And finally: I know that old school fanfiction has a strong not-for-profit ethos. I think this evolved because that was, well, illegal. Even if it’s settled into the general mindset, I have low expectations that any philosophy can stand up to MONEY, unless there’s also money behind the philosophy. I don’t think the old school tradition alone is going to stop this from happening to old school IPs.
And now, well, new comment game: Hey, are you a writer? What IP would you write commercial fanfiction for? What IP would you give up your current project to write commercial fanfiction for? You can bet I’m thinking about that… Because you know, we don’t have a family income right now and Nightlights and Matchbox Girls aren’t doing so well…
I have a garden!
It's two plots. One was at the house when we arrived and is really awkwardly shaped: 8×9 feet or so. I used to grow pumpkins and squash in it but this year my husband asked me very nicely to skip the pumpkins. I was okay with this because last year I expanded my repertoire from tomatoes/pumpkins/zucchini to snow peas and beans and broccoli and I wanted to expand on last year's successes.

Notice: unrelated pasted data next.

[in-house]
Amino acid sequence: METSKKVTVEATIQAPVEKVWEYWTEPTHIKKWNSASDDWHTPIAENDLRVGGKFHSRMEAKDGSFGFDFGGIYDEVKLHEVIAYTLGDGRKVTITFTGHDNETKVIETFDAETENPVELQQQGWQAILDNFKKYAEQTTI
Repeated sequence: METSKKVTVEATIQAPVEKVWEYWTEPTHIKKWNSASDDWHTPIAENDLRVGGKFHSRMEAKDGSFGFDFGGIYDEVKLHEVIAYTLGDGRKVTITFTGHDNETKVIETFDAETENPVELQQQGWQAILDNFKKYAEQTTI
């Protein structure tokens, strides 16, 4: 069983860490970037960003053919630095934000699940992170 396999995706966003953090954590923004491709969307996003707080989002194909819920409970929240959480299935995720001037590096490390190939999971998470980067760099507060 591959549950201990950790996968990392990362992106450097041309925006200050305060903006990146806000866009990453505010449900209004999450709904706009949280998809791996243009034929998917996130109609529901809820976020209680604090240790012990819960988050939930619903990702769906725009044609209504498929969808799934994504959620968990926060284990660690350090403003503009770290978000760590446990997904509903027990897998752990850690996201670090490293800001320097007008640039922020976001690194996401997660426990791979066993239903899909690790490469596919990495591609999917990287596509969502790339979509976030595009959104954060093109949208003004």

I'm also usually a container gardener. I have a lot of largish containers (5-8 gallons, I think) and I usually grow tomatoes in them. But this year instead of having a container we turned last year's auxiliary bed (which hosted the cauliflower/broccoli experiments) into an intensive 4×8 raised bed. So far all my containers are empty. We'll see if this lasts.
I also have a pallet I, uh, found in a parking lot unattended. I have some herbs and lettuce in that.
So this is what I have and plan to have: 1.5 8 foot rows of snow peas. Several teepees of pole beans. A couple square feet of bush beans. 3 cauliflower and cabbage plants (grown from starts because I planted too late last year). Various forms of lettuce. Radishes. Carrots (I forgot, some carrots are in a pot, but that's for my son.) Zucchini and summer squash. I have 3 tomato plants, and an eggplant coming from Territorial Seed. And I have a fair amount of basil and other herbs planted here and there, in the pallet and the cement blocks edging the raised bed. (Lemon verbena, 5 kinds of basil, marjoram, dill, chives, French tarragon, thyme, green onions, if you're curious.)
I'm very excited and I'm hoping to have a great harvest this year.